In this section, you can ask as many questions that you would like, and I'll give you an answer, perform research or make something up ( just kidding ).
With over 40 years, (damn, time sure does fly along) of serious studying of jazz and music with one of the best teacher on the planet in Chuck Anderson, I know quite a lot. Pretty much anything musical is OK.
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What Do You Work On When Practicing?
I mainly focus on new material that I'm adding to my repertoire. I also make sure I write out everything. Writing it out reveals new voicings or a different approach to an arrangement. A recording is not enough, with a recording only you'll have to transcribe yourself. A recording and written documentation combined are a better solution.
If I have a performance coming up or a recording I focus on that material only. I work on individual sections, even smaller phrases over and over and over. Rarely playing through the whole piece until I have all the parts mastered. Then I perfect the overall performance of the arrangement or song. If it's a section that I have a high level of confidence that I'll never screw up in performance, I'll never practice it. But, never say never!
I do advocate writing out all your arrangements using whatever method you can. Whether its standard music notation, chord grids, TAB, chicken scratch and any combination, just get it down somewhere. You have something to check with for reference. Your arrangement might change from the original that you didn't expect, but still sounds good. I've even gone back and incorporated changes that I like into the arrangement.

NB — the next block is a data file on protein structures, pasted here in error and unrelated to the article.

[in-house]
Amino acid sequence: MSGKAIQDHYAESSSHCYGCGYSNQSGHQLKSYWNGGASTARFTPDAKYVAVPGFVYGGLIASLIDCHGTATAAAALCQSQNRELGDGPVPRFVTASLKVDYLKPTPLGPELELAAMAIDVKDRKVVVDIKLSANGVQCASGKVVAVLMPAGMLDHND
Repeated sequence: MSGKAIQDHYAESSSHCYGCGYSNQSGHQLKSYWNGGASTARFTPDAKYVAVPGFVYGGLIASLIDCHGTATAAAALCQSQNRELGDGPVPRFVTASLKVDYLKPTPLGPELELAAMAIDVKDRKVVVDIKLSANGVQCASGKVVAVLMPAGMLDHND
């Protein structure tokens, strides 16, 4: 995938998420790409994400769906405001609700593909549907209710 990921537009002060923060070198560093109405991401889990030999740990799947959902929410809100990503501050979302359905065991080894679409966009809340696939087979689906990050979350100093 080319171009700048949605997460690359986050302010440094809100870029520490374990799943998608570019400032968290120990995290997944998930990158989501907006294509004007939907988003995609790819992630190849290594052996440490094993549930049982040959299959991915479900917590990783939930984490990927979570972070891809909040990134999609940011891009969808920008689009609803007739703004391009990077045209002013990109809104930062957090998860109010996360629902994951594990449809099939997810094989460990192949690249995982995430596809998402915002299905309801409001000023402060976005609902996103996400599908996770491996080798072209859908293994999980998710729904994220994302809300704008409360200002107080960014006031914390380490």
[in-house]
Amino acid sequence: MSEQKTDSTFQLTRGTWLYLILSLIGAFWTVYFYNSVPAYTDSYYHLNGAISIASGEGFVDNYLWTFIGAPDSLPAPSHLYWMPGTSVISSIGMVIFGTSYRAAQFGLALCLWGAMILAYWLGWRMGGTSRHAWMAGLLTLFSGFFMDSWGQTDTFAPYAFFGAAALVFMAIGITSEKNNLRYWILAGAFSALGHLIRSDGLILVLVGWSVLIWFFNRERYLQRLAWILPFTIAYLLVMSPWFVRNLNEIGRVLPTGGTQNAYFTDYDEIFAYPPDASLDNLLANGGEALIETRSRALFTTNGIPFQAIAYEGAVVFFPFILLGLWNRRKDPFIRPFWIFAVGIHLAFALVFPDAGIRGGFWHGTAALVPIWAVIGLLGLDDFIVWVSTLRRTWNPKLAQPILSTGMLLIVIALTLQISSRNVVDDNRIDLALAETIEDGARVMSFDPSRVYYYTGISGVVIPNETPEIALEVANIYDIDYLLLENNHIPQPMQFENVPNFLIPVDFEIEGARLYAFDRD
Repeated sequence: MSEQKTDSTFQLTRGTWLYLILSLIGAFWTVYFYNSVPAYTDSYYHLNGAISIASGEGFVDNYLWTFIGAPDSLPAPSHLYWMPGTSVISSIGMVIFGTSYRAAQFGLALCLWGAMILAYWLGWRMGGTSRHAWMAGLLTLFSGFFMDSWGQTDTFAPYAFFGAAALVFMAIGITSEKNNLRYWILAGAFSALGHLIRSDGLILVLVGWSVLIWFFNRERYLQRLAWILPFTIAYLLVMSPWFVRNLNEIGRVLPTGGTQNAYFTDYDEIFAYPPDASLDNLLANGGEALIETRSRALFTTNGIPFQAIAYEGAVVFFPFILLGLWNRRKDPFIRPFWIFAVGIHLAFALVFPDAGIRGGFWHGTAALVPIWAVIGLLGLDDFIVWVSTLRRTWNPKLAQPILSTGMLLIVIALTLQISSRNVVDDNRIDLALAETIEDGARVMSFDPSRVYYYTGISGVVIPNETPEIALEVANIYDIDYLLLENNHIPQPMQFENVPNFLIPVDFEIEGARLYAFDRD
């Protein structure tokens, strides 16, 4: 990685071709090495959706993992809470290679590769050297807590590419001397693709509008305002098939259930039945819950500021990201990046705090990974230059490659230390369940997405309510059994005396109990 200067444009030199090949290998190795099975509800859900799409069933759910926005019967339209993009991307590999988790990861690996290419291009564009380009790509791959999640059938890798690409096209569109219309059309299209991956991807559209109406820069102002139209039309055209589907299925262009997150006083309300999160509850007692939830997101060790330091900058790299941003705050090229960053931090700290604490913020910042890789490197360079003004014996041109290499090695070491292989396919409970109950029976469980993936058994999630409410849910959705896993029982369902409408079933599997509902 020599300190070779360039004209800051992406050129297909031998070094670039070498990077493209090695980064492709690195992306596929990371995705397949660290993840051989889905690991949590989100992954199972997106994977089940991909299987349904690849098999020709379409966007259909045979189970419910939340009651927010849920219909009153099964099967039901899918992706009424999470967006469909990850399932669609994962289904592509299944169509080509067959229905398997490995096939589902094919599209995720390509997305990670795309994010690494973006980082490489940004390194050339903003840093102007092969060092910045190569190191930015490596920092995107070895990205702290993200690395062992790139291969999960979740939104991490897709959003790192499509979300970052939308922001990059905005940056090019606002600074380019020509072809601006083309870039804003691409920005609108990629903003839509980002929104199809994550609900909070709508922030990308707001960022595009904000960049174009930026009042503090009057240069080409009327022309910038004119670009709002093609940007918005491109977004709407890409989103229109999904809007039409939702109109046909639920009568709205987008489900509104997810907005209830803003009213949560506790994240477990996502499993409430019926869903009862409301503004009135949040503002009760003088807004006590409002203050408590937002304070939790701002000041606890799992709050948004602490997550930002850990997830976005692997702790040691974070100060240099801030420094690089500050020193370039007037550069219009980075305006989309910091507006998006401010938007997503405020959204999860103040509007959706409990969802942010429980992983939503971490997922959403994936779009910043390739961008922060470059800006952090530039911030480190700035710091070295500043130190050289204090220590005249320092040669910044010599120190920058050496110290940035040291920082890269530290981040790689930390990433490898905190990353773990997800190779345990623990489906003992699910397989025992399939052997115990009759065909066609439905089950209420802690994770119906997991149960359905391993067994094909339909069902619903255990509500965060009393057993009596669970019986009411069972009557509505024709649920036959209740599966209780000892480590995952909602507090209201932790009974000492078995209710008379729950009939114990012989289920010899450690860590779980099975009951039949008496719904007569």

I even write stuff out without the instrument at hand. Then you know it. If you know it intellectually, you own it, and then you can start “playing” around with it, adding variations, phrasing the melody different, trying different styles, re-harmonizing the chords, etc.
After some downsizing, I went full-time to music, teaching, writing books, the websites and performing. My playing went up a notch. My income went down several notches. So, the “Quit your day job!” if you can, gives you a lot of time to work on music and probably less money to spend initially.
I kept a guitar under my desk when I was a full-time computer programmer and pulling late hours, I would pull out the guitar and get five or so minutes in when the programs I was working on were compiling. Now, I always have a ukulele with me. You can get in a lot of little practices every day if you have an instrument with you. When you only have a few minutes to “practice,” you sometimes actually practice.
Before you pick up your instrument, have a goal, a plan of what you want to get accomplished. Many short-term goals are better than one or two long-term goals. And, short-term goals always add up to completing long-term goals.
Practicing and performing are different. My Dad had to hear me play in public before he ever heard me finish a song. If you are an intermediate or advanced player, you're practicing, to someone listening should never actually sound like a full song. If you're practicing sounds good you're probably not practicing.